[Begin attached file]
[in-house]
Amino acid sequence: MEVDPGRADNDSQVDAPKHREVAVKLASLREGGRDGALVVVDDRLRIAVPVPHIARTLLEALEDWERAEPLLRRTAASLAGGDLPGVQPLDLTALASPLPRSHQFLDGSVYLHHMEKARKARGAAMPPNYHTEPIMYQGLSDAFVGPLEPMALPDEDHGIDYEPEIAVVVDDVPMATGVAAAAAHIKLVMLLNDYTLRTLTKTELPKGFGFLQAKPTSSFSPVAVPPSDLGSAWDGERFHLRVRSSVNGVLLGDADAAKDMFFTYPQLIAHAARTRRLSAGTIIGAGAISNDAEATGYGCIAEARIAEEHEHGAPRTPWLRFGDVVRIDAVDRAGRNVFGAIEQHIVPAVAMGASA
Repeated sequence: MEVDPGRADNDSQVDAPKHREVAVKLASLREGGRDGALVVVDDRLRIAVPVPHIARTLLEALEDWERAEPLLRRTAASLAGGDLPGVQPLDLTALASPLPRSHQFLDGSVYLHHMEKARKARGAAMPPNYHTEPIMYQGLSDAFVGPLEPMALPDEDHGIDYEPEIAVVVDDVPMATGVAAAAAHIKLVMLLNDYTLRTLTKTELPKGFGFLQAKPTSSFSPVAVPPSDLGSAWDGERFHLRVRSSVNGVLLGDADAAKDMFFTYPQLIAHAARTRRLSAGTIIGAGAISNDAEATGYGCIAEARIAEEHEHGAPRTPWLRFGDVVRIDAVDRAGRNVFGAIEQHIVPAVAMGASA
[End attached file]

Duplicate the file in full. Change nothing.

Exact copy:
[in-house]
Amino acid sequence: MEVDPGRADNDSQVDAPKHREVAVKLASLREGGRDGALVVVDDRLRIAVPVPHIARTLLEALEDWERAEPLLRRTAASLAGGDLPGVQPLDLTALASPLPRSHQFLDGSVYLHHMEKARKARGAAMPPNYHTEPIMYQGLSDAFVGPLEPMALPDEDHGIDYEPEIAVVVDDVPMATGVAAAAAHIKLVMLLNDYTLRTLTKTELPKGFGFLQAKPTSSFSPVAVPPSDLGSAWDGERFHLRVRSSVNGVLLGDADAAKDMFFTYPQLIAHAARTRRLSAGTIIGAGAISNDAEATGYGCIAEARIAEEHEHGAPRTPWLRFGDVVRIDAVDRAGRNVFGAIEQHIVPAVAMGASA
Repeated sequence: MEVDPGRADNDSQVDAPKHREVAVKLASLREGGRDGALVVVDDRLRIAVPVPHIARTLLEALEDWERAEPLLRRTAASLAGGDLPGVQPLDLTALASPLPRSHQFLDGSVYLHHMEKARKARGAAMPPNYHTEPIMYQGLSDAFVGPLEPMALPDEDHGIDYEPEIAVVVDDVPMATGVAAAAAHIKLVMLLNDYTLRTLTKTELPKGFGFLQAKPTSSFSPVAVPPSDLGSAWDGERFHLRVRSSVNGVLLGDADAAKDMFFTYPQLIAHAARTRRLSAGTIIGAGAISNDAEATGYGCIAEARIAEEHEHGAPRTPWLRFGDVVRIDAVDRAGRNVFGAIEQHIVPAVAMGASA